McGill named one of the most cited researchers in the world

University of Maine professor of biological sciences Brian McGill, whose research focuses on modeling large-scale ecology and global change, has been named one of the 2019 Highly Cited Researchers worldwide, according to the Web of Science Group.

The 2019 Highly Cited Researchers list identifies researchers who produced multiple scientific papers ranking in the top 1% by citations for their field and year of publication, demonstrating significant influence among their peers. Highly Cited Researchers make up just 0.1% of all researchers.

The 2019 Highly Cited Researchers list of more than 6,200 “contributes to the identification of that small fraction of the research population that contributes disproportionately to extending the frontiers of knowledge and gaining for society innovations that make the world healthier, richer, more sustainable and more secure,” according to the Web of Science Group, which provides “the largest publisher-neutral citation index and research intelligence platform.” 

Among those on the 2019 list are 23 Nobel laureates and other researchers from nearly 60 nations. McGill is one of 2,737 researchers from the United States, accounting for the largest percentage — 44% — of the 2019 list.

The full list of Highly Cited Researchers for 2019 is online.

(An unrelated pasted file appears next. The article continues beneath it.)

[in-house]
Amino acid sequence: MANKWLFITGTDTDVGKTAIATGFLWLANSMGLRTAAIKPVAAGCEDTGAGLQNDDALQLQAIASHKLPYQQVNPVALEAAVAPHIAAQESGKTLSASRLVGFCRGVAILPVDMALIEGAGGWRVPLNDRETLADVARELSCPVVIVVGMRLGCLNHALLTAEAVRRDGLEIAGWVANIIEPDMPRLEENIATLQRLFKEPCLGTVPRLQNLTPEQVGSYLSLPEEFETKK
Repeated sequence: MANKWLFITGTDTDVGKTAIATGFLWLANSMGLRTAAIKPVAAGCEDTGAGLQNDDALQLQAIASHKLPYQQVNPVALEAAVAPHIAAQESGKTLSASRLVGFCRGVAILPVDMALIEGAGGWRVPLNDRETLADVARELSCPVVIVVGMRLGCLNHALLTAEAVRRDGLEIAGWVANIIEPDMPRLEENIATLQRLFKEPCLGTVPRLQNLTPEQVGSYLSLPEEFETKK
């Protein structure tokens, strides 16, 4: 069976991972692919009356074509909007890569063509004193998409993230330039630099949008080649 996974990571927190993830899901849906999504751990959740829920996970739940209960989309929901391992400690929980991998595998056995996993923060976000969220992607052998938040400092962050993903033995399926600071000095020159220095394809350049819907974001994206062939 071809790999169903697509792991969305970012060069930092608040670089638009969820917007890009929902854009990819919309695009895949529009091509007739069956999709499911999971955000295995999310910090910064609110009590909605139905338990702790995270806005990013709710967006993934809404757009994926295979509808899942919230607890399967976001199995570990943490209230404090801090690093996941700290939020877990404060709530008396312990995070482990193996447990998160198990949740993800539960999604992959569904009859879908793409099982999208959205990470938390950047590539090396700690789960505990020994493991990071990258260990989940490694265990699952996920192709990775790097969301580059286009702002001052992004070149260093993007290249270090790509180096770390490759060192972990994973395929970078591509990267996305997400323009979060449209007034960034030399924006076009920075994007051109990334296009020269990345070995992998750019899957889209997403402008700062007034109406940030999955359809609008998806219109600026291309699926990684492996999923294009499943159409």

Since 2003, McGill had 106 publications cited a total of 7,991 times. The top two, for which he was first author: “Rebuilding community ecology from functional traits,” published in 2006 in “Trends in Ecology and Evolution” (cited 1,939 times); and “Species abundance distributions and moving beyond single prediction theories to integration within an ecological framework,” published in 2007 in “Ecology Letters” (cited 638 times).

He has been published in a total of 38 journals, including Nature, Science, Plos One and the Proceedings of the National Academy of Sciences.

McGill has been a faculty member in the UMaine School of Biology and Ecology since 2010. He holds a joint appointment in the Mitchell Center for Sustainability Solutions and a cooperating appointment in the Climate Change Institute.

In his research, McGill studies biodiversity at large scales — large areas of space, long periods of time and across many species — that are critical to addressing conservation and management questions. Goals include developing the ability to predict how species ranges will respond to climate change, and measuring the impact of humans on community structure.

Contact: Margaret Nagle, 207.581.3745